How important do you think it is for women to have options and access to childcare when going back to the workplace after becoming mothers?
It is truly essential for birthing people to have support from pregnancy all the way through the childhood years. Because your baby grows up to be a toddler or a young child, the parenting expectations don’t get easier, they just evolve with them. The modern family is more isolated than ever and this means that we have to often rely on a network of trusted allies to help us raise our children: postpartum doulas, nannies – ultimately these people become our modern village. As Americans, we are the unhappiest parents of the developed world. Without built-in support we cannot easily navigate parenting and working and America needs to mandate paid parental leave for much longer than the scant 6 weeks or 12 weeks many parents get (often unpaid) in this country.
Why do you think it is that Doulas have become more popular recently for birthing?
Doulas are proven to reduce intervention in childbirth, to make people feel better about their birth experience, to reduce postpartum depression, and increase your chances of successfully nursing your baby. With the solid research around doula care, it’s no wonder people want this kind of support during labor. We used to get this from our families and would have our aunts, sisters, mothers, and other family members there to get us through birth and postpartum. Modern city-centric society and the annihilation of midwives at the profit of over-medicalized births accelerated the isolation of new parents and reduced the amount of deep care they received during labor, birth, and postpartum. With the over-medicalization of childbirth in the US, the c-section rate at its peak, and especially for Black and brown parents whose pain and needs are routinely denied or ignored and who experience racism throughout their childbearing experiences, people are using doulas more than ever because they not only want physical and emotional support, they need a person in their corner to help them advocate for themselves throughout the birth experience.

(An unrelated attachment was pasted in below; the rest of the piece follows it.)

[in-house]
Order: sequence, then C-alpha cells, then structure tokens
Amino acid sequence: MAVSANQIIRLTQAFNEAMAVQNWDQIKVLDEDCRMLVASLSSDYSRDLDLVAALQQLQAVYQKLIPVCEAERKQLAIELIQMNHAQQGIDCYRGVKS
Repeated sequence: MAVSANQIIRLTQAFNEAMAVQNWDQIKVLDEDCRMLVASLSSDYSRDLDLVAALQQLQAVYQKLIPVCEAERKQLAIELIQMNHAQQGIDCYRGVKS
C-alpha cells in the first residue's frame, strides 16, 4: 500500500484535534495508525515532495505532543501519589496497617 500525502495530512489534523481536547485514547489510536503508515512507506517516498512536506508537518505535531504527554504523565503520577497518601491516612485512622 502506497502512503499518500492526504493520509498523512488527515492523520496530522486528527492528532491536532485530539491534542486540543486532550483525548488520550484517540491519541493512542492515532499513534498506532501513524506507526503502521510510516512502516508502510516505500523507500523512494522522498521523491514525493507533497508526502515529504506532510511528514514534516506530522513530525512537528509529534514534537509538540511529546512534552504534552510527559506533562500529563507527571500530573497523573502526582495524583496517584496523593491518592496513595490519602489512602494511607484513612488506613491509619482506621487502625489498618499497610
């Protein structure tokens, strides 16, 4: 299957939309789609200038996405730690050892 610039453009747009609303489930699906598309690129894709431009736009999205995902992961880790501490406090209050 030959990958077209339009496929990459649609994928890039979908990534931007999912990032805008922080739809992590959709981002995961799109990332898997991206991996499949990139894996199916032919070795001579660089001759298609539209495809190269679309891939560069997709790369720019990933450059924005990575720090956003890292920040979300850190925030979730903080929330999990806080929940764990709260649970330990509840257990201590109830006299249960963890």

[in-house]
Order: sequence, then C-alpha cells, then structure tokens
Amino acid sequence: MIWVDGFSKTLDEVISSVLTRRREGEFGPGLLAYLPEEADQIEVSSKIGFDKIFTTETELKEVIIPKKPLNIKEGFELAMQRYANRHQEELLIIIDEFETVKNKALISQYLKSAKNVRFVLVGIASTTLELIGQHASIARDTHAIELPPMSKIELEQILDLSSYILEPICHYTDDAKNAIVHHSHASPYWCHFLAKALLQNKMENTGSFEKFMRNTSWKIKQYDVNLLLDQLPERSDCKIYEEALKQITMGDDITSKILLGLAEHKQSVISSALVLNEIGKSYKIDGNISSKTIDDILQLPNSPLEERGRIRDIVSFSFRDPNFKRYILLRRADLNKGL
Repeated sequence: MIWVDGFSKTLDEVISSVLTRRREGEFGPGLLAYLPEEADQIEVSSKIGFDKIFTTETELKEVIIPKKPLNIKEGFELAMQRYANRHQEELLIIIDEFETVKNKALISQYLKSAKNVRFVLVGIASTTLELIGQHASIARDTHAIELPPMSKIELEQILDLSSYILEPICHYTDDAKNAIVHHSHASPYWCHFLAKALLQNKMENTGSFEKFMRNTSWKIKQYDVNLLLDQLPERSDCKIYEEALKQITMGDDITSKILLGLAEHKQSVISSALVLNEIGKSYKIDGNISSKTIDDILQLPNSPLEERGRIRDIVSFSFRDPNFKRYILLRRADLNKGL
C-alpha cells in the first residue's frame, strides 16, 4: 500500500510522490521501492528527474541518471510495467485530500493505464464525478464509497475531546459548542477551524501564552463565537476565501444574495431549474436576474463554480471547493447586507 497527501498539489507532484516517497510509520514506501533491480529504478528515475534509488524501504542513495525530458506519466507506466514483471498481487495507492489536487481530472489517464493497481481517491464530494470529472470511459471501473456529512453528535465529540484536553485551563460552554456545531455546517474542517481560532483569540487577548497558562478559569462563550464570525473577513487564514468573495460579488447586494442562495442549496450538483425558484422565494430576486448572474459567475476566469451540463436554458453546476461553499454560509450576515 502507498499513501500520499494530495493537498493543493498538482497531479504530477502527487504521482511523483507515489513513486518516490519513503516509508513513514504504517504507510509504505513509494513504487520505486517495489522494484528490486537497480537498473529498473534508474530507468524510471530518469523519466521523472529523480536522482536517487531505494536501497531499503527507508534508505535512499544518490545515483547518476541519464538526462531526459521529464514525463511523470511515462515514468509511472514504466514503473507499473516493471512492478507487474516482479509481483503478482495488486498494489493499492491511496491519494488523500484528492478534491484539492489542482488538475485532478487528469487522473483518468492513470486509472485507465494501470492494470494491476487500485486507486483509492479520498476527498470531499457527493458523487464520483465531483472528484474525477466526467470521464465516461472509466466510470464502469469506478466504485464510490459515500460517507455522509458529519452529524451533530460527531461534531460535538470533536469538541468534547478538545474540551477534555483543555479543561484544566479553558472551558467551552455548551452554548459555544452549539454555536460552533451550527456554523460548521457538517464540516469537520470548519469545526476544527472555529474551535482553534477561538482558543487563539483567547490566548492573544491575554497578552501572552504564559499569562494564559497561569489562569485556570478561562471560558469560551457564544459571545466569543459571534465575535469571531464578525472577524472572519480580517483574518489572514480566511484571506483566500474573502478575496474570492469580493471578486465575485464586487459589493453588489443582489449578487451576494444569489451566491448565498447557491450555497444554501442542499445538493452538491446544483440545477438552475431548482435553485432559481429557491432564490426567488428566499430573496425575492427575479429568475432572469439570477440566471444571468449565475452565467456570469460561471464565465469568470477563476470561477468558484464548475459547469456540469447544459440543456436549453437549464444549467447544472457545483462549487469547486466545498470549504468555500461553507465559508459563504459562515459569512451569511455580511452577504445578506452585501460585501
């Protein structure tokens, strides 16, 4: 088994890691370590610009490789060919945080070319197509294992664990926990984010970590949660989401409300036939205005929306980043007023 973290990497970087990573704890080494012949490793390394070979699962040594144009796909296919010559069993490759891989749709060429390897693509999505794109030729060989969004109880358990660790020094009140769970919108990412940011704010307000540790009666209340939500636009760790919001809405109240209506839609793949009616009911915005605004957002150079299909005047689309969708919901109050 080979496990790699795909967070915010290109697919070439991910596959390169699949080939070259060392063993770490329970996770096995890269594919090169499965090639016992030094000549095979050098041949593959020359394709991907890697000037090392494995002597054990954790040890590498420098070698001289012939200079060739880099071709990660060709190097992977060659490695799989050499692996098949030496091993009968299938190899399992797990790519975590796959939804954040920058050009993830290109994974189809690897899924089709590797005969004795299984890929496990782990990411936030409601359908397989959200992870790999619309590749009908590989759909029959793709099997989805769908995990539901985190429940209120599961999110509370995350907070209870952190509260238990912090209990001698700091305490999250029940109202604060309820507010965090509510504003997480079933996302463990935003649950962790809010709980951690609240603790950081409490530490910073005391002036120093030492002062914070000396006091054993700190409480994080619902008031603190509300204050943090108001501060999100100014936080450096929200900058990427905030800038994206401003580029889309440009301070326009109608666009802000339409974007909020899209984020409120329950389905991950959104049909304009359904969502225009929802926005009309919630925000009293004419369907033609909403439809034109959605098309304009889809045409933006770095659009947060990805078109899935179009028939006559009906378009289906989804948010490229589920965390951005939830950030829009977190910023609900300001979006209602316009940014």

In recent years, as new generations become new parents, I am delighted to see this movement toward getting help and not having to do everything alone come to the forefront. More forward-thinking companies are giving their employees proper time off and even paying for some support (which we help deliver sometimes) and with time, a sense of urgency of challenging the miserable status quo, and more resources, people are finding the support they need to navigate their labor.
What advice can you give new mothers struggling with their mental health and in particular, Postpartum Depression?